Doctor Who has had a rather rough few weeks in the media; the latest series didn’t begin with the greatest of ratings and even the BBC’s own news site said the show was ‘deserted by millions of viewers’. Fortunately, writer and executive producer Steven Moffat crafted am entertaining, thrilling and humourous episode that proved why the show remains one of the BBC’s greatest assets.
Clara upside down and tied to a tree, whilst Missy sharpens a stick, is an ‘interesting’ opening visual for an episode of Doctor Who. The cliffhanger to the previous part is neatly resolved through a flashback to the Doctor performing a similar escape from a weaponised foe, which was an innovative way of explaining their escape. Although, I could have done without another apparent ‘death’ that results in the character quickly returning to life. The classic series (if we still use that term?) threatened its characters with death nearly every week, but Moffat continually presents death as something escapable, which robs the show of any dramatic potential. If there is no threat of death because some dramatic contrivance can just bring them back (see Rory, Amy, Clara, River, the Doctor, that pilot guy from the rubbish Christmas special years ago…), what’s the point?
Anyway, the separation of Doctor and companion allowed Moffat to explore all his characters in finer detail, which provided a uniquely emotional core to a hardened sci-fi programme. The combination of the Doctor/Davros and Clara/Missy gave significant insight into their traits, as both protagonists were forced to work with their most hated enemy.
Despite the incredibly high calibre of acting across the board, Julian Bleach stole the episode with a tour de force performance by Julian Bleach. The viewer instantly forgets there is just a normal actor behind the mask, as he creates a fully believable character. Bleach was truly staggering in the scene of Davros’s attempt to make the Doctor sympathise with his predicament. Even long-term fans, who know how ruthless Davros often is, can begin to question whether he really does just want to see the sunrise on Skaro for one final time; especially as the tears start to flow from his eyes. The sudden switch to the merciless Davros of old was brilliantly scripted and performed. Bleach excellently captured the necessary nuances and subtleties to make the character live up to his reputation. It may be a controversial thing to say, but I think Bleach may have managed to surpass Michael Wisher (the original Davros, from 1975’s classic, Genesis of the Daleks) as the greatest Davros actor.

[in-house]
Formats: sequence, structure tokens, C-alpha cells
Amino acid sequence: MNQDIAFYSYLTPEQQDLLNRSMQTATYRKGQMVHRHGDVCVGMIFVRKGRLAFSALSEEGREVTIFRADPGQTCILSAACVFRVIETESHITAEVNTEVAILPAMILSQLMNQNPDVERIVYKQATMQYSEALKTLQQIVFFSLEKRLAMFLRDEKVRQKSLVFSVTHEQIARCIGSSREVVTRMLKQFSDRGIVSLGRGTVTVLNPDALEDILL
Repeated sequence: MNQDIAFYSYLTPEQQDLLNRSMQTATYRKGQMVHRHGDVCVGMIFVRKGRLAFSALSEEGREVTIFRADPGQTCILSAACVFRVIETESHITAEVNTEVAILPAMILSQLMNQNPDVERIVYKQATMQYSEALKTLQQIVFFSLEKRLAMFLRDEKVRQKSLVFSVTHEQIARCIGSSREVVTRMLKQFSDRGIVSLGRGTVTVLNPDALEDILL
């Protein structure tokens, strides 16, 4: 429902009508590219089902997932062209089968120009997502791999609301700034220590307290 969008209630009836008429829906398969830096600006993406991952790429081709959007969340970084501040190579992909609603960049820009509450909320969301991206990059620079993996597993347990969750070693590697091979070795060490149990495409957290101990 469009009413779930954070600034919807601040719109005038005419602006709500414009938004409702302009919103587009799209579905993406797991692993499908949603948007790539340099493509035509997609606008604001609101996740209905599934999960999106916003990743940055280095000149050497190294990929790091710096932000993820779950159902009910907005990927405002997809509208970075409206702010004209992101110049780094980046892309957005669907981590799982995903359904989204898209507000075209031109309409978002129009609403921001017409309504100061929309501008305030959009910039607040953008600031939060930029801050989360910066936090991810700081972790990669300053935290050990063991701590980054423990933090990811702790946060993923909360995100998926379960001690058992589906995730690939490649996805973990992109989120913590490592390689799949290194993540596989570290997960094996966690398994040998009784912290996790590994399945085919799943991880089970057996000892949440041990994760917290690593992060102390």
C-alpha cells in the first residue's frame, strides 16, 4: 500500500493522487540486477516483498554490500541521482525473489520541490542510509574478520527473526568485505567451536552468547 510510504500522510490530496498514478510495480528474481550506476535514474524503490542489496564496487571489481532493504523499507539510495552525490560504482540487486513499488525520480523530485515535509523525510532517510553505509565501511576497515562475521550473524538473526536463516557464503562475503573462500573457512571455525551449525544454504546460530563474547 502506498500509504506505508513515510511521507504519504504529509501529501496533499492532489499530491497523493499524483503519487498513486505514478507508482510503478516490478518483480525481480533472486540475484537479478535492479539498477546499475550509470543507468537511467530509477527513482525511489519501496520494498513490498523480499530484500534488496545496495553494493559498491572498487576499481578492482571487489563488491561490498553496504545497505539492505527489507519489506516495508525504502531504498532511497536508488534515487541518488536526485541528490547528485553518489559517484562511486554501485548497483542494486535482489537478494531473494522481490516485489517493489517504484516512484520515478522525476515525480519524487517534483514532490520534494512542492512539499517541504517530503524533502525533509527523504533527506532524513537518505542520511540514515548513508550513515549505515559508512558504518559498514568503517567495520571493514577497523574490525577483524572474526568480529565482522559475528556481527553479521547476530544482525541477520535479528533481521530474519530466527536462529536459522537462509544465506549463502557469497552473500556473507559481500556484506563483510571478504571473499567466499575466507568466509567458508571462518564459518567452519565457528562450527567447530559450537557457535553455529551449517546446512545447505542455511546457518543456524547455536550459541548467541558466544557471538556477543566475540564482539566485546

Hattie MacDonald’s direction was beautifully accomplished. Her style managed to bewitchingly capture Michael Pickwoad’s clever set design that paid a lovely homage to the original ‘60s designs, whilst also keeping the pace of the drama flowing. The image of the Doctor in Davros’s chair was both humourous and gruesome – given what it meant for Davros- which was a moment delicately balanced by the production team.
I’m not certain what non-fans will have thought of this episode, there were many links to the show’s past, but I think there was enough detail explained to keep the casual viewer entertained. Moffat managed to great a thrilling story with an interesting narrative, while often bleak, had a solid emotional centre. Meanwhile, fans of the show will have loved seeing a variety of old Dalek designs and even fleeting glimpses of older Doctors. It appears that Doctor Who is back on form!